Express shipments have always represented a percentage of spend in any large organisation’s supply chain, but that spend, by its very nature, was unpredictable. Our services represent an expenditure that often results from failure, perhaps because of a weak supplier base or poor geographical coverage by a logistics provider.

In recent years, there has been an astonishing number of events that have had a disruptive impact on global supply chains. These events have demonstrated to manufacturers that, if previously their budgets for material supply had been factored as cost A and their logistics as cost B, then the spend on expedited services would be represented by cost C; whereas now manufacturers are entering cost C as part of their regular budget calculations. A and B and C are now all combined to make a total cost consideration. This has effectively created a new sector of supply chain provision: what we have come to call expedited contingency logistics.

The process of expedited contingency logistics becoming a defined part of supply chain operations; as much a defined part as freight forwarding, modal freight transport and contract logistics, has been underway for about the last five years. Over the past six to twelve months multiple OEMs have come out and publically tendered for expedited contingency logistics contracts as part of their overall logistics spend, thereby aligning part of their budgetary component to us and companies like us.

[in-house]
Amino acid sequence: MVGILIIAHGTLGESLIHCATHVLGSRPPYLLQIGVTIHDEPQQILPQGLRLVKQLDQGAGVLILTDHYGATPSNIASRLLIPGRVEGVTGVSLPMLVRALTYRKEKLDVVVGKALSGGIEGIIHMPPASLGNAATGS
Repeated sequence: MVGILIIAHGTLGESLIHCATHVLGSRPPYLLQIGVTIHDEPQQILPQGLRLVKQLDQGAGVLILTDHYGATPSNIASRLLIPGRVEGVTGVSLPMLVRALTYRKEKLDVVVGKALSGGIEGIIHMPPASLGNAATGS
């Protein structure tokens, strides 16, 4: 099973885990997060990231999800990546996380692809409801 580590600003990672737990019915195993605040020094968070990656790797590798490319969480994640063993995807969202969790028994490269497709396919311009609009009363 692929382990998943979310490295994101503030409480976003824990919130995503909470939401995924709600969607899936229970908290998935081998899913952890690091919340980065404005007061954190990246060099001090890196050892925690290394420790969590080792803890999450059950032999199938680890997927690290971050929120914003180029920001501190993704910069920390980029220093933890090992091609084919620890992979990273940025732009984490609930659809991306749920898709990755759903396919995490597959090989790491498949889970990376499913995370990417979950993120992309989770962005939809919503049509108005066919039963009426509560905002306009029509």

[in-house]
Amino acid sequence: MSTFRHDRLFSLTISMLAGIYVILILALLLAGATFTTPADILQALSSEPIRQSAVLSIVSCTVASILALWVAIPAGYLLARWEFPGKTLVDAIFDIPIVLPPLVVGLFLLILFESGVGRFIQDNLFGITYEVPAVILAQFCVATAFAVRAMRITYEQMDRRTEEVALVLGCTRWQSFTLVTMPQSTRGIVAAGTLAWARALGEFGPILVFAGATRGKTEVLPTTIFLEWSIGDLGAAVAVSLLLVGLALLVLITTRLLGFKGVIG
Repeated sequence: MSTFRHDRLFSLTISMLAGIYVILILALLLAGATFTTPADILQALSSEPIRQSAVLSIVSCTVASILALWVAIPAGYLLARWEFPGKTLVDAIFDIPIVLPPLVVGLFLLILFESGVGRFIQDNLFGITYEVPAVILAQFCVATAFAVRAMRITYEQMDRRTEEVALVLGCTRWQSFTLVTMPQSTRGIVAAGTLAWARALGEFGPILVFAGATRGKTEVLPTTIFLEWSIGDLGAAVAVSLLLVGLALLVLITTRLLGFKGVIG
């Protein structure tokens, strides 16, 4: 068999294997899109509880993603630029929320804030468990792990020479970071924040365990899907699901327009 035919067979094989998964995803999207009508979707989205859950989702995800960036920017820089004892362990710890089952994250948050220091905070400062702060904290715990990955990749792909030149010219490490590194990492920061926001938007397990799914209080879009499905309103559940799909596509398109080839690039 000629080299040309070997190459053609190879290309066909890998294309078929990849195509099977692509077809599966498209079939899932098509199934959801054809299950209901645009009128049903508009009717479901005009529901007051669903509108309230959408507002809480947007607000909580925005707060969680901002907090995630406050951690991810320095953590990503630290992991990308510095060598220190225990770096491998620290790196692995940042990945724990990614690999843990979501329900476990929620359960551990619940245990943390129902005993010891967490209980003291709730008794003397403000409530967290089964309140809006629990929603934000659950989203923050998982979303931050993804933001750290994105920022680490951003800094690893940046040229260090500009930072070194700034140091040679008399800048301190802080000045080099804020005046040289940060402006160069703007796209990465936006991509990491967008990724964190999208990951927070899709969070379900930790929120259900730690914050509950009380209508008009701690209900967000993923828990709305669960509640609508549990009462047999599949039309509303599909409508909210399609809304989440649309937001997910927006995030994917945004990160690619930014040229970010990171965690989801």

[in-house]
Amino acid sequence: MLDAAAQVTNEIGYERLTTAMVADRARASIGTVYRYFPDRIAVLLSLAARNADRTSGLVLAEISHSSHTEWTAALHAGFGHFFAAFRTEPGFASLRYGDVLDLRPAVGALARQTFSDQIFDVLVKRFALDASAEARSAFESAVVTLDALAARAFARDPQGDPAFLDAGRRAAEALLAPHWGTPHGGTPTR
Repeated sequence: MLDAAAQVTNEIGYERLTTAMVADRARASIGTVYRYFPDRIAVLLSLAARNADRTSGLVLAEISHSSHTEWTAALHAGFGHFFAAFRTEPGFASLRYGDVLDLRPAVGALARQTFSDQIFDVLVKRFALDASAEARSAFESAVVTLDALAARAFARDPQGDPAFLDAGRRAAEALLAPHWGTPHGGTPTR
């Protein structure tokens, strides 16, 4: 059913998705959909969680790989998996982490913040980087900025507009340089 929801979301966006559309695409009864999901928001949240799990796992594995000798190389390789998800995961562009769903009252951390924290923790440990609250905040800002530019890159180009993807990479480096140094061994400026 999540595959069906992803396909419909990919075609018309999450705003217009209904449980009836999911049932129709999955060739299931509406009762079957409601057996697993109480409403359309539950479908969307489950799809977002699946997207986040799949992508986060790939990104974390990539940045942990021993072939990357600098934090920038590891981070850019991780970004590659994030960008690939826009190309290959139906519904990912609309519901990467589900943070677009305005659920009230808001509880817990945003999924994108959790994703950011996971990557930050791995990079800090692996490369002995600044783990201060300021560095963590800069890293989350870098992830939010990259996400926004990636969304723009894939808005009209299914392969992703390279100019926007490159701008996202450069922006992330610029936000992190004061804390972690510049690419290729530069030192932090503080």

Manufacturers have realised that there is a trade-off in outsourcing to lower cost regions. There are longer lead times, but by taking the benefits of lower production costs they also accept that they run the risk of occasionally having to use expedited contingency logistics services. Equally, services like ours are an essential cost if you are not carrying any stock and are outsourcing large parts of your storage requirements.